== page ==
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Seaweed utilization for integrated bioenergy and fish feed production: Ecosystem services delivered by circular resource management

Research output: Book/anthology/dissertation/reportPh.D. thesis

  • Michele Seghetta
Linear production systems are not environmentally sustainable since they produce waste at a higher rate than nature is able to absorb.
Creation of closed-loop production processes aiming at generating zero-waste is the foundation for a circular economy. Offshore seaweed cultivation can play a key role to transform linear production systems into biobased circular flows. Seaweed can absorb manmade emissions to water, while producing valuable compounds that can re-enter the economic system. In the thesis, Life Cycle Assessment (LCA) methodology is used to analyze the environmental performance of different seaweed exploitation strategies. The main objectives are to identify and quantify the engineered ecosystems services delivered by circular management strategies and propose solutions to improve their environmental performance.
Improvement of Life Cycle Impact Assessment (LCIA) methodologies enables the identification and quantification of regulating services, i.e. eutrophication mitigation in aquatic systems. The methods are based on cradle-to-cradle approach, quantifying fate factors for nitrogen (N) and phosphorus (P) loss from agriculture fertilization to the aquatic environment (paper I). A LCIA method has been developed to
include both nitrogen- and phosphorus-limited marine eutrophication, thus providing a suitable instrument to assess suitability of seaweed cultivation in coastal areas. In a simple scenario, where seaweed is used as fertilizer, an eutrophication mitigation service of -25 kg N eq. and -3 kg P eq. per Mg seaweed dry weight is quantified.
A dynamic model of biogenic carbon has been created to describe the effect of uptake and harvest of CO 2
(HCO3−) by seaweed cultivation and processing system. The model quantifies the ability of the bio-economic value chain to create climate change mitigation (paper II). Specifically, LCA has been used to quantify the climate change mitigation service of three alternative seaweed exploitation strategies: use as feedstock for a biorefinery producing ethanol, protein-rich fish feed ingredient and biofertilizer; use in a biogas plant for production of energy and fertilizer; use as feedstock for a microalgae-based protein production (paper III and IV). All the production systems are carbon negative, meaning that they are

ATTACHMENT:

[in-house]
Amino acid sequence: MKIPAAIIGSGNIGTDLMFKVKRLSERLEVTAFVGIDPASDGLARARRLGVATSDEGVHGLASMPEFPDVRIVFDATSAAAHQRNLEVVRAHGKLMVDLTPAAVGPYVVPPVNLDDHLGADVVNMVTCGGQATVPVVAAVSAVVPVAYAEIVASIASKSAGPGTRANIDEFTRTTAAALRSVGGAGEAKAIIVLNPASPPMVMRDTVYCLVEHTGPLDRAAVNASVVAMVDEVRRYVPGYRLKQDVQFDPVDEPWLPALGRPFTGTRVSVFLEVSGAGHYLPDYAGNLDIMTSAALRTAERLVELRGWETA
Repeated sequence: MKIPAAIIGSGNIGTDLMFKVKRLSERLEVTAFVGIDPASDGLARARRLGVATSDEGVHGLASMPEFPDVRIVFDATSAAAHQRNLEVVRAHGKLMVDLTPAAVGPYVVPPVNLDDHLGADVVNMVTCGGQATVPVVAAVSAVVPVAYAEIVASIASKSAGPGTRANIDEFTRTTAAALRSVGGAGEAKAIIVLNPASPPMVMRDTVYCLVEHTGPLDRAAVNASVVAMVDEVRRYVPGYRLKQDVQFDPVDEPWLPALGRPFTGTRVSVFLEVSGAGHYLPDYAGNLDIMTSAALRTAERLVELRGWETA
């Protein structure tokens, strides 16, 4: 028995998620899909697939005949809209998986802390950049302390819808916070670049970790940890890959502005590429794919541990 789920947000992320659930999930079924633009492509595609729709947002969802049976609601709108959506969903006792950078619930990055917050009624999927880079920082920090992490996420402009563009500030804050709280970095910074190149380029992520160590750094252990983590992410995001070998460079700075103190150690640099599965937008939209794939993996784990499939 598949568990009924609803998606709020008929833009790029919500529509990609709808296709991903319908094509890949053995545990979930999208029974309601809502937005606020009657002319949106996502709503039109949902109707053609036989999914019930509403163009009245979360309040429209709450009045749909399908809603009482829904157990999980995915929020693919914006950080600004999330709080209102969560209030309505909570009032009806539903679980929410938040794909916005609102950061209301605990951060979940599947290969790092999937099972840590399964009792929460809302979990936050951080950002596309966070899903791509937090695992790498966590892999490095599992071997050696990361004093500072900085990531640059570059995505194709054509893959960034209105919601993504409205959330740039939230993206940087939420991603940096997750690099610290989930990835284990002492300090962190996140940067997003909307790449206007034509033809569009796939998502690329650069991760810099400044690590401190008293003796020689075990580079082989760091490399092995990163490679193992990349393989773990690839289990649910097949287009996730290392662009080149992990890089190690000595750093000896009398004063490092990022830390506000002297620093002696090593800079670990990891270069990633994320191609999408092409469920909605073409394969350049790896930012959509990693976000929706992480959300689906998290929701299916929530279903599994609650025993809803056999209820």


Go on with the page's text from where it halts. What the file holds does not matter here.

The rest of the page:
delivering climate mitigation. The service quantification varies between a minimum of -14 kg CO 2 eq. per ha of seawater cultivated, achieved when seaweed were used for combined production of ethanol, fish feed and fertilizer, and a maximum of -662 kg CO 2 eq./ha, obtained for biogas production. Productivity, i.e. harvested biomass per hectare, is an important element in relation to a competitive cultivation and processing of seaweed compared to other energies and protein production technologies.
Optimization of cultivation design could reduce externalities generated by the materials use. Optimization of storage methods, e.g. drying, is necessary to reduce the total energy consumption.
Improvement of the environmental and economical sustainability of seaweed production and biorefining may be obtained by optimized productivity. The latter can be achieved through selective breeding of species, identification of ideal cultivation sites according to environmental parameters and harvest time
designed for maximum output products.
Original languageEnglish
Number of pages140
Publication statusPublished - 2016

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